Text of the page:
What’s The Chance Of Getting A Breakthrough COVID Infection?

You’ve done what you were supposed to do and got the COVID vaccination, for whatever reason. You may have wanted it (that’s me), you may not but done it anyway, could be force from your employers, whatever. What’s the chance of getting COVID?

One in 5,000: The Real Chances of a Breakthrough Infection

The Centers for Disease Control and Prevention reported a terrifying fact in July: Vaccinated people with the delta variant of the COVID virus carried roughly the same viral load in their noses and throats as unvaccinated people.

The news seemed to suggest that even the vaccinated were highly vulnerable to getting infected and passing the virus to others. Sure enough, stories about vaccinated people getting COVID — so-called breakthrough infections — were all around this summer: at a party in Provincetown, Massachusetts; among the Chicago Cubs; on Capitol Hill. Delta seemed as if it might be changing everything.

In recent weeks, however, more data has become available, and it suggests that the true picture is less alarming. Yes, delta has increased the chances of getting COVID for almost everyone. But if you’re vaccinated, a COVID infection is still uncommon, and those high viral loads are not as worrisome as they initially sounded.

How small are the chances of the average vaccinated American contracting COVID? Probably about 1 in 5,000 per day, and even lower for people who take precautions or live in a highly vaccinated community. (snip)

The chances are surely higher in the places with the worst COVID outbreaks, like the Southeast. And in places with many fewer cases — like the Northeast, as well as the Chicago, Los Angeles and San Francisco areas — the chances are lower, probably less than 1 in 10,000. That’s what the Seattle data show, for example. (These numbers don’t include undiagnosed cases, which are often so mild that people do not notice them and do not pass the virus to anyone else.)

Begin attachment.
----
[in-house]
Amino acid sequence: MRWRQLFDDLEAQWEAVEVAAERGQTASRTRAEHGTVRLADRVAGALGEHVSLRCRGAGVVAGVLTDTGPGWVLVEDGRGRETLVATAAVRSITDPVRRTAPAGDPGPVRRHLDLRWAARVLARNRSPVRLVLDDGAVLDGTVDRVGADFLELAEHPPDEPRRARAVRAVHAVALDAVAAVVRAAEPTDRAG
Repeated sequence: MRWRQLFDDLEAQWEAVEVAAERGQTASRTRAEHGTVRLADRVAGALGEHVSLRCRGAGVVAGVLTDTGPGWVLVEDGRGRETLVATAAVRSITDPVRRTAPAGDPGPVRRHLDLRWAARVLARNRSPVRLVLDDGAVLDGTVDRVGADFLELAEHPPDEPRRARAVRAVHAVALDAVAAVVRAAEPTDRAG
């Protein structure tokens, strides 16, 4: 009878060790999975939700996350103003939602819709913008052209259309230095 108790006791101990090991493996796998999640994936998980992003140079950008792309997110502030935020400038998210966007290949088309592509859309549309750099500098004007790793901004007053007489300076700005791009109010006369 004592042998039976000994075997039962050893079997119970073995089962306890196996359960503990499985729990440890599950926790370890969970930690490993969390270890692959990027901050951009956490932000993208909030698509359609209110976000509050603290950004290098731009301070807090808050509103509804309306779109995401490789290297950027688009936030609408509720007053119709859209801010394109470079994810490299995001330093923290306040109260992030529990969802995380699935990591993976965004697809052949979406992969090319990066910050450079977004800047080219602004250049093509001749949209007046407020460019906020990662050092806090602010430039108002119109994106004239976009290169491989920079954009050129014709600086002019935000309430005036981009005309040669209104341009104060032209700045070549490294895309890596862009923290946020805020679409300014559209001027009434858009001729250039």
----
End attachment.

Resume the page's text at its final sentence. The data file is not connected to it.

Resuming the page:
Here’s one way to think about a 1-in-10,000 daily chance: It would take more than three months for the combined risk to reach just 1%.

I live in an area that is highly vaccinated. I take lots of precautions still, like stepping back and washing the heck out of my hands (which I’ve always done.) No shaking hands (I’ve always hated that, I see what people do with their hands). So why do I have to mask up? Besides cloth masks making almost no difference, the area is highly vaccinated. And we’re seeing the same in many Democrat run areas, where some are even pushing masks outdoors. It’s almost like this is more about politics than science. If the unvaccinated want to take their changes, let them. Let the rest of us take our chance at 1 in 10K.

I will confess to one bit of hesitation about walking you through the data on breakthrough infections: It’s not clear how much we should be worrying about them. For the vaccinated, COVID resembles the flu and usually a mild one. Society does not grind to a halt over the flu. (snip)